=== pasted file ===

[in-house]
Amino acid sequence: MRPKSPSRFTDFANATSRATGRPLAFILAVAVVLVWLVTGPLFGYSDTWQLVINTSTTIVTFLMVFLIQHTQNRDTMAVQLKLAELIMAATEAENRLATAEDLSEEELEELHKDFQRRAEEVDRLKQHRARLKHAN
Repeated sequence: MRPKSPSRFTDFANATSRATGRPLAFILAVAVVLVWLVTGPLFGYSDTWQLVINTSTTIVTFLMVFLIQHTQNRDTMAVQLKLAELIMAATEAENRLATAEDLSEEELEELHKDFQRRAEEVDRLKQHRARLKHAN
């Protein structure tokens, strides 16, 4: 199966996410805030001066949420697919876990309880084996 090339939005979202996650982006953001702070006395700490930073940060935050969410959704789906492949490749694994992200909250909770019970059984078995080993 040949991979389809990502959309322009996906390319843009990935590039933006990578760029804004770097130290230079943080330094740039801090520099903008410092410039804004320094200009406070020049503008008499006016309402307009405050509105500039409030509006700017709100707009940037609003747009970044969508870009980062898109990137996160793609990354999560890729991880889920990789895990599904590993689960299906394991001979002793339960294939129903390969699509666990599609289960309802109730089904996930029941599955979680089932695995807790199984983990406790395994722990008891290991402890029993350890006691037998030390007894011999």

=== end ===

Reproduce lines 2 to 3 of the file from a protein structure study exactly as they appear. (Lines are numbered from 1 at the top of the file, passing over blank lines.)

Amino acid sequence: MRPKSPSRFTDFANATSRATGRPLAFILAVAVVLVWLVTGPLFGYSDTWQLVINTSTTIVTFLMVFLIQHTQNRDTMAVQLKLAELIMAATEAENRLATAEDLSEEELEELHKDFQRRAEEVDRLKQHRARLKHAN
Repeated sequence: MRPKSPSRFTDFANATSRATGRPLAFILAVAVVLVWLVTGPLFGYSDTWQLVINTSTTIVTFLMVFLIQHTQNRDTMAVQLKLAELIMAATEAENRLATAEDLSEEELEELHKDFQRRAEEVDRLKQHRARLKHAN